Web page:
How to Write a Summary of an Article? In a brief sentence, utilitarianism means the greatest good for the greatest number of people. Basically what this means is, doing the right thing is based on how many people your action benefits rather than how much it benefits you. The whole theory is all about how much it benefits and how useful or profitable an action or an idea is.
That is, Bentham connects the welfare of the greatest number to a hedonistic view that values pleasure over pain. The action promoting the greatest happiness for the greatest number in a particular situation would be morally best. First, implicit in his argument is the belief that the only way to measure the moral worth of an action is to evaluate its consequences: Will it produce the greatest happiness for the greatest number or not?
Whatever does produce the greatest happiness in a particular situation, Bentham claims, will be morally correct. Second, the contrast to Kant could not be more clear.
For Kant, the moral worth of an action lies strictly in the motive for taking the action, never its consequences. Only a good will, properly apprehending its duty through use of the categorical imperative and then acting to fulfill that duty, is capable of performing a morally good action.
Bentham himself was an ardent political reformer, arguing tenaciously for a number of, what were for the day, radical views, including equality for women, prison reform, decriminalization of homosexuality, and animal rights.
The younger Mill, aggressively educated by his father from ages three to fourteen, grew to be one of the 2 great thinkers of the nineteenth century.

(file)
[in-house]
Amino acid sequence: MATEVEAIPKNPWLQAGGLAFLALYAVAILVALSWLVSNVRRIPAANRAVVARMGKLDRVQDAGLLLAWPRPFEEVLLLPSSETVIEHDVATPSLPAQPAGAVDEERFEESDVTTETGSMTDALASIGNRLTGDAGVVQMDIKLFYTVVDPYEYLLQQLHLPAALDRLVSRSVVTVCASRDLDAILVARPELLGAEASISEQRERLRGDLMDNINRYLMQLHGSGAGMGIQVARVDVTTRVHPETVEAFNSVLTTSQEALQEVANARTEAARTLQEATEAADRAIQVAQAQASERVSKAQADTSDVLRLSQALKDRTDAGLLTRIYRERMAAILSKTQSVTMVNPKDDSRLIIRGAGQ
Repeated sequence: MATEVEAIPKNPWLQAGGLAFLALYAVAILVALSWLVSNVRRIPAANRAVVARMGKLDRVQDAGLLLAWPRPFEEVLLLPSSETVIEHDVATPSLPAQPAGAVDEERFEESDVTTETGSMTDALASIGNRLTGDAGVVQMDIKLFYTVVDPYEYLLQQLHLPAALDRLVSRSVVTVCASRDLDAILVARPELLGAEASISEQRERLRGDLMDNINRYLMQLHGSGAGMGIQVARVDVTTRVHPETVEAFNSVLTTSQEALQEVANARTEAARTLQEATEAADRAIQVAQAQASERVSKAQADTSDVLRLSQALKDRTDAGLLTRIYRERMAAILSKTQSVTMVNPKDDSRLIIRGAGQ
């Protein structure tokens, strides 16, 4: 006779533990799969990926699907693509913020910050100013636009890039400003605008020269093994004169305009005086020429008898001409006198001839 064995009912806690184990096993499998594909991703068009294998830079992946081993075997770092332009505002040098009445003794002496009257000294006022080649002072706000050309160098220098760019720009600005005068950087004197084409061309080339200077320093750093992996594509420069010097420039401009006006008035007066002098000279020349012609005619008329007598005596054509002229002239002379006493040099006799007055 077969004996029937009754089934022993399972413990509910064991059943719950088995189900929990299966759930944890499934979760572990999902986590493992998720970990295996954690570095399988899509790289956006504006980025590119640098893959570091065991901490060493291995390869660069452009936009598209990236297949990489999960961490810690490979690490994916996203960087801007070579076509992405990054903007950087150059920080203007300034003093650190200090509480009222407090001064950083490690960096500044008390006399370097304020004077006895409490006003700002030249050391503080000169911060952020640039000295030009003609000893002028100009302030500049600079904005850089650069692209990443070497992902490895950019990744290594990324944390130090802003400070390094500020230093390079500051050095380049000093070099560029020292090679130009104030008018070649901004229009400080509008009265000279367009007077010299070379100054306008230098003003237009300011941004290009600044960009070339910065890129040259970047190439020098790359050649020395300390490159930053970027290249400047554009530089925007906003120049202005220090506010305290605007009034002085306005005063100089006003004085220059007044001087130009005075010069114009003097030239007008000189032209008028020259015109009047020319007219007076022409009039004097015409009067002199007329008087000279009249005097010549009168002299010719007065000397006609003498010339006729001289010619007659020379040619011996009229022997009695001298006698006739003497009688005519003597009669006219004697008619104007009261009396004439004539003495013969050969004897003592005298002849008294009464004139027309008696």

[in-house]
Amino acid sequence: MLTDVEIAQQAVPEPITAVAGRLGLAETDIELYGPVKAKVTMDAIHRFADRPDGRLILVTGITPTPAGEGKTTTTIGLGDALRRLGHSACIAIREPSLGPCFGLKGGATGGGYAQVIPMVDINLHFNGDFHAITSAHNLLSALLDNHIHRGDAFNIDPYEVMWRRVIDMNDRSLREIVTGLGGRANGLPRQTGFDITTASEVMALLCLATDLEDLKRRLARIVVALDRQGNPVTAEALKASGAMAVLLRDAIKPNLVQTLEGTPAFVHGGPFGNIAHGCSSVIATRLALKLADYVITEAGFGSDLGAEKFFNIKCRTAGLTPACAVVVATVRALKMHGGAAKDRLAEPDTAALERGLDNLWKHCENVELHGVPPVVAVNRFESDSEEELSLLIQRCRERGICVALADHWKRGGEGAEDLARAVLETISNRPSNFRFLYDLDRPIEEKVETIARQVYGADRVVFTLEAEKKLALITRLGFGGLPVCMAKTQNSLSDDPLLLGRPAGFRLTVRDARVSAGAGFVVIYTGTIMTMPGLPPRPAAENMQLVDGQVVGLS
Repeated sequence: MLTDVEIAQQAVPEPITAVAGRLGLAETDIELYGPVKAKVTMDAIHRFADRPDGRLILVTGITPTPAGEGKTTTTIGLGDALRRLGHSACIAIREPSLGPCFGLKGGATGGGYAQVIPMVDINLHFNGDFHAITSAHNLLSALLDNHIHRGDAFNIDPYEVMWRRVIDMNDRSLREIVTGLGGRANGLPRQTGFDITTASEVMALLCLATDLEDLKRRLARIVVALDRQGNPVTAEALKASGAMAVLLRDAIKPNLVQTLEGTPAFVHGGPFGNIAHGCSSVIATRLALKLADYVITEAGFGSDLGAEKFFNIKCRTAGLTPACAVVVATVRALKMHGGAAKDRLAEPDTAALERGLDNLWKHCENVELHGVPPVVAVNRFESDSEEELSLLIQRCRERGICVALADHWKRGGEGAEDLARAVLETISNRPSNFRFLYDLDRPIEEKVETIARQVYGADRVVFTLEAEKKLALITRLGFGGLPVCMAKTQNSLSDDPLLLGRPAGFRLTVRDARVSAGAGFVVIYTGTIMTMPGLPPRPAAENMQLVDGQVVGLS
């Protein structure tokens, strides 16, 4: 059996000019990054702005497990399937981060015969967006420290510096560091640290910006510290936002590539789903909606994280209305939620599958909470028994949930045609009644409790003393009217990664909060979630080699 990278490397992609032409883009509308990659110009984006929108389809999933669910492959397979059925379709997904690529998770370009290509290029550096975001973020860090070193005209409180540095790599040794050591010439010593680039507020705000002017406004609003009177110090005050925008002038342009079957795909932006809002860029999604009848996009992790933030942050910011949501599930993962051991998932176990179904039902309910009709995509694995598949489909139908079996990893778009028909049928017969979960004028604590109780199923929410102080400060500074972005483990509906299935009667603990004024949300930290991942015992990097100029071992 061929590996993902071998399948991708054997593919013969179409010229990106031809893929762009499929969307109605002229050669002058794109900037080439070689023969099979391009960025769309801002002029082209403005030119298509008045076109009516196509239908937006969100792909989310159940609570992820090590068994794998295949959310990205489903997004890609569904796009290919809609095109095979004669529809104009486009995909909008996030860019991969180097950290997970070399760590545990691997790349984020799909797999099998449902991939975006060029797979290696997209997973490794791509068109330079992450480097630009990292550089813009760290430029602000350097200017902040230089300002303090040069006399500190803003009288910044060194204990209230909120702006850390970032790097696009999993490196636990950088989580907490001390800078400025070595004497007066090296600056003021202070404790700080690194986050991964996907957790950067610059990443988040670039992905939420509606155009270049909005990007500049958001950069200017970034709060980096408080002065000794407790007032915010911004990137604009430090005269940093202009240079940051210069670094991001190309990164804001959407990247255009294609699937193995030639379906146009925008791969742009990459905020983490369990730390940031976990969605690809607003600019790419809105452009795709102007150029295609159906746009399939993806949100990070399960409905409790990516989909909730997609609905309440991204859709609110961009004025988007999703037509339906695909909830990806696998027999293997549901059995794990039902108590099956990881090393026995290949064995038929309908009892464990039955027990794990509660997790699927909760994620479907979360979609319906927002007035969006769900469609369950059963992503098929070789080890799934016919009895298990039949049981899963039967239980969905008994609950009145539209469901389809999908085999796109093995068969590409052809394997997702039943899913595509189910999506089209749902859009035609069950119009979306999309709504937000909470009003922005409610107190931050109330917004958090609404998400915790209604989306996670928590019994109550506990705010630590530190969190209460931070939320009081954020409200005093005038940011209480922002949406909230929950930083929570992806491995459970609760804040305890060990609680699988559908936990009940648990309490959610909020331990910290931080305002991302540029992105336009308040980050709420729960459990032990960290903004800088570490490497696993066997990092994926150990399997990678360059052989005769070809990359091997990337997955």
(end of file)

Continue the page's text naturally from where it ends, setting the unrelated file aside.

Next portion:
Bentham had sought to distinguish pleasures and pains quantitatively e. Mill, by contrast, sought to include qualitative features, arguing, for instance, that the experience an intellectual or aesthetic pleasure like reading a good book might be more pleasurable than the physical pleasure of something like a good meal.
An individual acts, Bentham says, solely out of a desire for happiness i. This account could be termed descriptive in that it claims to explain why a person acts. This conflict leads to two problems. The first is obvious: The second is more theoretical: These sanctions serve for Mill as the bridge between the world of the individual and the larger social universal of which we are all a part.
External sanctions, for example, are social rules and laws that reward or punish persons for particular actions. Individuals view these sanctions in terms of their potential for pleasure or pain and adjust their future behavior accordingly.
There, he sounds a bit like Hume, arguing that obeying a moral law produces a feeling of pleasure and disobeying such a law produces a feeling of pain. For such persons, their own happiness may truly depend on the happiness of others, which seems 3 to show that the individual desire for happiness can be reconciled with the theoretical demand that individuals act for the welfare of all.
Why such connection might occur in some individuals rather than in others remains a question. At this point, contrasting Mill with Hume is instructive.
Mill argues that, as can be observed, individuals develop a sense of pleasure or pain associated with obeying or disobeying moral laws and that, at least for some, those pleasures and pains become the basis for a sympathetic connection with others.